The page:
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Introduction: Blood transfusions continue to be a critical intervention in patients presenting to emergency departments (ED). Improved understanding of the adverse events associated with transfusions has led to new research to inform and delineate transfusion guidelines. The Nova Scotia Guideline for Blood Component Utilization in Adults and Pediatrics was implemented in June 2017 to reflect current best practice in transfusion medicine. The guideline includes a lowering of the hemoglobin threshold from 80 g/L to 70 g/L for transfusion initiation, to be used in conjunction with the patient's hemodynamic assessment before and after transfusions. Our study aims to augment understanding of transfusion guideline adherence and ED physician transfusing practices at the Halifax Infirmary Emergency Department in Nova Scotia. Methods: A retrospective chart review was conducted on one third of all ED visits involving red-cell transfusions for one year prior to and one year following the guideline implementation. A total of 350 charts were reviewed. The primary data abstracted for the initial transfusion, and subsequent transfusion if applicable, from each reviewed chart included clinical and laboratory data reflective of the transfusion guideline. Based on these data, the transfusion event was classified one of three ways: indicated based on hemoglobin level, indicated based on patient's symptomatic presentation, or unable to determine if transfusion indicated based on charting. Results: The year before guideline implementation, the total number of transfusions initiated at a hemoglobin of between 71-80 was 31 of 146 total transfusions. This number dropped by 23.6% to 22 of 136 in the year following guideline implementation. The number of single-unit transfusions increased by 28.0% from 47 of 146 in the year prior to 56 of 136 in the year after guideline implementation. The initial indication for transfusion being unable to be determined based on charting provided increased by 120%. The indication for subsequent transfusions being unable to be determined based on charting increased by 1500% (P < 0.05). Conclusion: These data suggest that implementing transfusion guidelines effectively reduced the number of transfusions given in the ED setting and increased the number of single-unit transfusions administered. However, the data also suggest the need for better education around transfusion indications and proper documentation clearly outlining the rationale behind the decision to transfuse.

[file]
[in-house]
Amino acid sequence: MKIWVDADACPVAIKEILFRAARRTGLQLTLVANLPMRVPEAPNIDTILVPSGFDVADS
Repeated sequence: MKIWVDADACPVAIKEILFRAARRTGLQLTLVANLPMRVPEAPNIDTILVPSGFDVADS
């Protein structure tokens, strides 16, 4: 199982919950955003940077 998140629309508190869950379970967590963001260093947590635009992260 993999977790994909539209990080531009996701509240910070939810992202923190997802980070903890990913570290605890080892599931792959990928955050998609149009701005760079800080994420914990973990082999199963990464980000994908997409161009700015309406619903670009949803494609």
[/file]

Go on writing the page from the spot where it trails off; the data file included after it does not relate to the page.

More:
Background: In Canada, injuries represent 21% of Emergency Department (ED) visits. Faced with occupational injuries, physicians may feel pressured to provide urgent imaging to facilitate expedited return to work. There is not a body of literature to support this practice. Twenty percent of adult ED injuries involve workers compensation. Aim Statement: Tacit pressures were felt to impact imaging rates for patients with workplace injuries, and our aim was to determine if this hypothesis was accurate. We conducted a quality review to assess imaging rates among injuries suffered at work and outside work. A secondary aim was to reduce the harm resulting from non-value-added testing. Measures & Design: Information was collected from the Emergency Department Information System on patients with acute injuries over the age of 16-years including upper limb, lower limb, neck, back and head injuries. Data included both workplace and non-work-related presentations, Canadian Triage and Acuity Scale (CTAS) levels and age at presentation. Imaging included any of X-ray, CT, MRI, or Ultrasound ordered in EDs across the central zone of Nova Scotia from July 1, 2009 to June 30, 2019. A total of 282,860 patient-encounters were included for analysis. Comparison was made between patients presenting under the Workers’ Compensation Board of Nova Scotia (WCB) and those covered by the Department of Health and Wellness (DOHW). Imaging rates for all injuries were also trended over this ten-year period. Evaluation/Results: In patients between 16 and 65-years, the WCB group underwent more imaging (55.3% of visits) than did the DOHW group (43.1% of visits). In the same cohort, there was an overall decrease of over 10% in mean imaging rates for both WBC and DOHW between the first five-year period (2009-2013) and the second five-year study period (2013-2018). Imaging rates for WCB and DOHW converged with each decade beyond 35 years of age. No comparison was possible beyond 85-years, due to the absence of WCB presentations. Discussion/Impact: Patients presenting to the ED with workplace injuries are imaged at a higher rate than those covered by the DOHW. Campaigns promoting value-added care may have impacted imaging rates during the ten-year study period, explaining the decline in ED imaging for all injuries. While this 10% decrease in overall imaging is encouraging, these preliminary data indicate the need for further education on resource stewardship, especially for patients presenting to the ED with workplace injuries.